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Spinal Cord. 2015 Nov;53(11):780-5. doi: 10.1038/sc.2015.118. Epub 2015 Jul 21.

Effectiveness of transcranial direct current stimulation for the management of neuropathic pain after spinal cord injury: a meta-analysis.

Mehta S1,2,3, McIntyre A1,2,3, Guy S1,2,3, Teasell RW1,2,3, Loh E1,2,3.

Author information

Aging, Rehabilitation, and Geriatric Care, Lawson Health Research Institute, London, Ontario, Canada.
Western University, London, Ontario, Canada.
Parkwood Institute, London, Ontario, Canada.



To conduct a systematic review and meta-analysis to examine the effect of transcranial direct current stimulation (tDCS) on reducing neuropathic pain intensity in individuals with spinal cord injury (SCI).


Medline, CINAHL, EMBASE and PsycINFO databases were searched for all relevant articles published from 1980 to November 2014. Trials were included if (i) tDCS intervention group and a placebo control group were present; (ii) at least 50% of participants in the study had an SCI and there were at least three participants; (iii) participants were aged 18 years or older; and (iv) persistent pain for at least 3 months. Studies were excluded if: (i) the tDCS intervention group was compared with an active treatment group; (ii) there was insufficient reporting detail to enable pooling of data; and (iii) it was a nonclinical trial (that is, reviews, epidemiology, basic sciences). A standardized mean difference (SMD) ± s.e. and 95% confidence interval (CI) was calculated for each outcome of interest and the results were pooled using a fixed or random effects model, as appropriate. Effect sizes were interpreted as: small > 0.2, moderate > 0.5, large > 0.8.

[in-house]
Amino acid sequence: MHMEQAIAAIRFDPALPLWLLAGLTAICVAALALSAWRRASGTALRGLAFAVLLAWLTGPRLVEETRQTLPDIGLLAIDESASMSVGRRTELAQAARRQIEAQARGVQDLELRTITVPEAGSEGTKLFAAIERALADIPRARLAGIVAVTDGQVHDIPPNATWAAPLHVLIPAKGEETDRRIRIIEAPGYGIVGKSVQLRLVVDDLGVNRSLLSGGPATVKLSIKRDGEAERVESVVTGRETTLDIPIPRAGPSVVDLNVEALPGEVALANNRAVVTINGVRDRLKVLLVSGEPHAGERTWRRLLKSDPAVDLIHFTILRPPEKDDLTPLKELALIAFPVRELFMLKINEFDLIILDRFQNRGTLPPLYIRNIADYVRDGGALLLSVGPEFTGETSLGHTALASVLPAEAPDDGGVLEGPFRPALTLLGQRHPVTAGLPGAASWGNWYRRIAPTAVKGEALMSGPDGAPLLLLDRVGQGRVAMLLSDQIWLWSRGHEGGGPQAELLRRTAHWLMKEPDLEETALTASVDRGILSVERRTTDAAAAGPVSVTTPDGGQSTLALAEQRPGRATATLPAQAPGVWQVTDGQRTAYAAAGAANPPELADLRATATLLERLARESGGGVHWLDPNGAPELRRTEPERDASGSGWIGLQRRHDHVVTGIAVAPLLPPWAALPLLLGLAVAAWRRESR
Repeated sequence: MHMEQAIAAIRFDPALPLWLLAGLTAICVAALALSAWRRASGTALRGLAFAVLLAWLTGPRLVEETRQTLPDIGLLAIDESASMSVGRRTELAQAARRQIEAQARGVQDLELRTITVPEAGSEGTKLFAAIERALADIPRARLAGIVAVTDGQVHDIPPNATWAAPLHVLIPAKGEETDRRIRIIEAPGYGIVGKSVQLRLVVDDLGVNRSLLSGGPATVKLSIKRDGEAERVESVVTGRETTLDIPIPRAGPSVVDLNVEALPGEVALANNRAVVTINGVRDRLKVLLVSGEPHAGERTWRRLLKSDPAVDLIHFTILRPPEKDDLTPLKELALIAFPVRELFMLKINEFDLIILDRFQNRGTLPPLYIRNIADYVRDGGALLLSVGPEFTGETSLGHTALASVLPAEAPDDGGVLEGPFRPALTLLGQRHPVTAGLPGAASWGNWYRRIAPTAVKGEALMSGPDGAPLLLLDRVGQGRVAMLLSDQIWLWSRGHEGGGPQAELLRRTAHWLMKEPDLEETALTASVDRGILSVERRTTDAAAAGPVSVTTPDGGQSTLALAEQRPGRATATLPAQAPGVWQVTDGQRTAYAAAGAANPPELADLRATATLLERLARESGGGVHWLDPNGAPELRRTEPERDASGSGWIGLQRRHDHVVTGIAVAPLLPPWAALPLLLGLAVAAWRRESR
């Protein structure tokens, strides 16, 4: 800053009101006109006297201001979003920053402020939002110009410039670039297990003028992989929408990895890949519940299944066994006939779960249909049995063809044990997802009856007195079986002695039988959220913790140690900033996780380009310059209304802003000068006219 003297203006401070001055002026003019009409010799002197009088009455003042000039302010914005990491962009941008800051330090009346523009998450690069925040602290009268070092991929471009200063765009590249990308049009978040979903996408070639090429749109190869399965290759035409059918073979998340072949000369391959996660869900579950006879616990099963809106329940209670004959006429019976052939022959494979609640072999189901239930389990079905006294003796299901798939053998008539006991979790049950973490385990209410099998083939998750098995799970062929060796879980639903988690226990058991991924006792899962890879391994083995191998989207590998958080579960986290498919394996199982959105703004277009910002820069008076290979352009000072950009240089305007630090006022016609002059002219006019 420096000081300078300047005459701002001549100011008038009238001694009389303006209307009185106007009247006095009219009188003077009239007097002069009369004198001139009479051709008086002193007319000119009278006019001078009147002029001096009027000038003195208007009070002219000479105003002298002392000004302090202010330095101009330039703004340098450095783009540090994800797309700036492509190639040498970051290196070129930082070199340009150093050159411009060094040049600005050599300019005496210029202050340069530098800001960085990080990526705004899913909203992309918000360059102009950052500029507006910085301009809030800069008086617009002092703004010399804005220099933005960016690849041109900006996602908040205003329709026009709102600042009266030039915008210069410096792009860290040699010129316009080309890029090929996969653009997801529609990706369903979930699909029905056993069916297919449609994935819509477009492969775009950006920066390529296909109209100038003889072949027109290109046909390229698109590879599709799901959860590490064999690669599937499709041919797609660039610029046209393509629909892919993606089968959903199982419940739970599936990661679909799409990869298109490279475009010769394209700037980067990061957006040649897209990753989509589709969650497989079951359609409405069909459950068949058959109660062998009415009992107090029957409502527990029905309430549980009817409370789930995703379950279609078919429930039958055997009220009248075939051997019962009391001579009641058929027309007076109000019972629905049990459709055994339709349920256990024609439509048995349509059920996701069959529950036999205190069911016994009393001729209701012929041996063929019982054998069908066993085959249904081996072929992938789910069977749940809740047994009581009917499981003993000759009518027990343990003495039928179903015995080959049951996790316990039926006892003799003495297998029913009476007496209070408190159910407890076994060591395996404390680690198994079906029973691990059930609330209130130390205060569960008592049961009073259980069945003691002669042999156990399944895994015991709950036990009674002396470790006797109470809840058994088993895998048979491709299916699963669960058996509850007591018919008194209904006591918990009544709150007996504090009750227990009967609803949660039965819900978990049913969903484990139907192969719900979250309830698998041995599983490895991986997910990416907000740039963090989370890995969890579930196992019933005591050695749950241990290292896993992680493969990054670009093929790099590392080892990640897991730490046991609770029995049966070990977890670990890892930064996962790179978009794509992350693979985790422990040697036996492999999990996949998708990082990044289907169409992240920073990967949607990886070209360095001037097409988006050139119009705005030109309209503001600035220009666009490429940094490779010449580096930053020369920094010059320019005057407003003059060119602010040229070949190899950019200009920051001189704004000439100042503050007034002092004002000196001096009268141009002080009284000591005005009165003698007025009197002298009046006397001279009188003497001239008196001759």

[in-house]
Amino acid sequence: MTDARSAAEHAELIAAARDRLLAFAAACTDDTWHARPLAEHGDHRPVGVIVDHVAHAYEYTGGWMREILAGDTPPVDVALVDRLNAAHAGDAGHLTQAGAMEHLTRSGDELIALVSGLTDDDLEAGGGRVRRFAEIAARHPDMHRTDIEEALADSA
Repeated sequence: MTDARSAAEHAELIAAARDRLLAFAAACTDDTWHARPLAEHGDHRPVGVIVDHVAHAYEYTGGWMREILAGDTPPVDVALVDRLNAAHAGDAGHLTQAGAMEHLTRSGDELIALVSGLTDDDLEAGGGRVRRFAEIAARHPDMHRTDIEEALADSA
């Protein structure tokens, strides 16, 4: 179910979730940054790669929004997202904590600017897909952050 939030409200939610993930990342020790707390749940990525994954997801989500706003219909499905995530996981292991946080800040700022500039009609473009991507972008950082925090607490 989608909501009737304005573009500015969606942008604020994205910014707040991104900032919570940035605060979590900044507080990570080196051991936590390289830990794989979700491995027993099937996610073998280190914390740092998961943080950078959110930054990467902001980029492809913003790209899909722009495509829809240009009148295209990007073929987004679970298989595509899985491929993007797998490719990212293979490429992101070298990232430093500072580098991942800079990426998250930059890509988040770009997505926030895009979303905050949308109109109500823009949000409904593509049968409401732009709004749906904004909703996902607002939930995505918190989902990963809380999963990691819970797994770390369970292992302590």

Five studies met inclusion criteria of which four were randomized controlled trials and one was a prospective controlled trial. The pooled analysis found a significant effect of tDCS on reducing neuropathic pain after SCI post treatment (SMD = 0.510 ± 0.202; 95% CI, 0.114-0.906; P < 0.012); however, this effect was not maintained at follow-up (SMD = 0.353 ± 0.272; 95% CI, -0.179 to 0.886; P < 0.194). A reduction of 1.33 units on a 10-item scale was observed post treatment. No significant adverse events were reported.


Meta-analytic results indicate a moderate effect of tDCS in reducing neuropathic pain among individuals with SCI; however, the effect was not maintained at follow-up. A mean pooled decrease of 1.33 units on a 10-item scale was found post treatment. Several factors were implicated in the effectiveness of tDCS in reducing pain. Due to the limited number of studies and lack of follow-up, more evidence is required before treatment recommendations can be made.

[Indexed for MEDLINE]

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